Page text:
Cosmetic Products and Irritants: The use of certain cosmetics, skin care products, or procedures that irritate the skin may contribute to the development of melasma, especially in individuals with sensitive skin.

Diagnosis is usually based on a visual examination by a healthcare provider. No specific tests are commonly required for diagnosis, but in some cases, a Wood's lamp or skin biopsy may be used to distinguish melasma from other pigmentation disorders.

Melasma is typically managed through a combination of topical treatments, lifestyle modifications, and preventive measures. Topical treatments often include agents that target pigmentation while sun protection is paramount for individuals being advised to use broad-spectrum sunscreen with a high SPF, wear protective clothing, and avoid prolonged sun exposure. Procedural interventions, such as chemical peels or laser therapy, may be considered for cases resistant to topical treatments. 

In conjunction with treatment, adopting certain habits can contribute to the ongoing management of melasma, promoting skin health and minimizing the risk of recurrence:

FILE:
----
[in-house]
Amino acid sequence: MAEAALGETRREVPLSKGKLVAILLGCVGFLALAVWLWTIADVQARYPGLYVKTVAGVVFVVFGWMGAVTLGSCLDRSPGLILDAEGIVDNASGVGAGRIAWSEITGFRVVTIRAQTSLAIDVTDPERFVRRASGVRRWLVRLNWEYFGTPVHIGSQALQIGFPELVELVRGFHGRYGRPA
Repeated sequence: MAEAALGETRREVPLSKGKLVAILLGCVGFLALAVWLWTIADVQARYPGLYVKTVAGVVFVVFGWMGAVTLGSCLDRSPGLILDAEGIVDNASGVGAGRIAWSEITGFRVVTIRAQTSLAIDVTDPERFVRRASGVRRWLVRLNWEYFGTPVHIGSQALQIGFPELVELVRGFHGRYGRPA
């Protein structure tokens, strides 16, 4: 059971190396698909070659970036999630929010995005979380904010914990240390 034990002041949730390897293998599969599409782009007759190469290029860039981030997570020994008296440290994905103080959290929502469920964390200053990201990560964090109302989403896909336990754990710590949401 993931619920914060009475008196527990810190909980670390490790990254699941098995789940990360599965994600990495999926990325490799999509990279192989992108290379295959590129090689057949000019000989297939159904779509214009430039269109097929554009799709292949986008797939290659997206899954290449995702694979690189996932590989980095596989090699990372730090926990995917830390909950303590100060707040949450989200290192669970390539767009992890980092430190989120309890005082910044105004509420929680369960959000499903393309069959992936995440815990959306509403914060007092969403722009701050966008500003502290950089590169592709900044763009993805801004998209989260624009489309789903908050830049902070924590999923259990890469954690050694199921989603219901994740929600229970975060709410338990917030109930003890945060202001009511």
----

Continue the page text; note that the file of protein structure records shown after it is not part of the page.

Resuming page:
medical care

Sun Protection: Consistent and thorough sun protection is crucial. This involves wearing broad-spectrum sunscreen with a high SPF daily, even on cloudy days, and reapplying it as needed. Additionally, using hats and seeking shade helps minimize exposure to harmful UV rays.

medical care

Protective Clothing: Wearing protective clothing, such as wide-brimmed hats and sunglasses, provides an extra layer of defense against UV radiation, reducing the likelihood of melasma worsening.

medical care

Avoiding Sun Peak Hours: Minimize outdoor activities during peak sunlight hours when UV intensity is highest. This helps reduce the risk of triggering melasma and allows the skin to heal.

medical care

Gentle Skincare: Use mild, non-irritating skincare products to cleanse and moisturize the skin. Avoid harsh exfoliants or abrasive scrubs that could worsen pigmentation or irritate sensitive skin.

medical care

Avoiding Irritants: Steer clear of skincare products or cosmetic procedures that may irritate the skin and potentially exacerbate melasma. Gentle and non-irritating formulations are preferred.

medical care

Stress Management: Stress has been linked to skin conditions, including melasma. Practices such as meditation, yoga, and stress-reducing activities can positively impact overall well-being and may contribute to melasma management.